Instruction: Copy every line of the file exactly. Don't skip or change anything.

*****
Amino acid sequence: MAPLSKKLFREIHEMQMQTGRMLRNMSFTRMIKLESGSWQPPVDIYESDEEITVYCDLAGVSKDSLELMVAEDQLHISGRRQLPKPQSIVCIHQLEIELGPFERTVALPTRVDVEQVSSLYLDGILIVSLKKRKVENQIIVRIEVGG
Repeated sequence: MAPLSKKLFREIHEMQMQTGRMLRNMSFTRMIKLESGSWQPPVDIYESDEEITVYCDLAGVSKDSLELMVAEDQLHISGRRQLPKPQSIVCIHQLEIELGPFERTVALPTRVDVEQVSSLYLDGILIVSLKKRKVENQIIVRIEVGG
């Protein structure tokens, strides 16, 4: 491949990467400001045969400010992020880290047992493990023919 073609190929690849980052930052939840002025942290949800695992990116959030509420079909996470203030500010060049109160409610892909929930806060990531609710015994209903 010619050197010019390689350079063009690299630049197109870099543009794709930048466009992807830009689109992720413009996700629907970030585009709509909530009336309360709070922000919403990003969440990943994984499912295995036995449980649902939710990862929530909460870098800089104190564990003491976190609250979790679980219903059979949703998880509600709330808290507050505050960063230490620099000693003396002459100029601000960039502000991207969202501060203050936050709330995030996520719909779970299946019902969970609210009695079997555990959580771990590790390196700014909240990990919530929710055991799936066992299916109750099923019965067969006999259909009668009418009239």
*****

Amino acid sequence: MAPLSKKLFREIHEMQMQTGRMLRNMSFTRMIKLESGSWQPPVDIYESDEEITVYCDLAGVSKDSLELMVAEDQLHISGRRQLPKPQSIVCIHQLEIELGPFERTVALPTRVDVEQVSSLYLDGILIVSLKKRKVENQIIVRIEVGG
Repeated sequence: MAPLSKKLFREIHEMQMQTGRMLRNMSFTRMIKLESGSWQPPVDIYESDEEITVYCDLAGVSKDSLELMVAEDQLHISGRRQLPKPQSIVCIHQLEIELGPFERTVALPTRVDVEQVSSLYLDGILIVSLKKRKVENQIIVRIEVGG
């Protein structure tokens, strides 16, 4: 491949990467400001045969400010992020880290047992493990023919 073609190929690849980052930052939840002025942290949800695992990116959030509420079909996470203030500010060049109160409610892909929930806060990531609710015994209903 010619050197010019390689350079063009690299630049197109870099543009794709930048466009992807830009689109992720413009996700629907970030585009709509909530009336309360709070922000919403990003969440990943994984499912295995036995449980649902939710990862929530909460870098800089104190564990003491976190609250979790679980219903059979949703998880509600709330808290507050505050960063230490620099000693003396002459100029601000960039502000991207969202501060203050936050709330995030996520719909779970299946019902969970609210009695079997555990959580771990590790390196700014909240990990919530929710055991799936066992299916109750099923019965067969006999259909009668009418009239």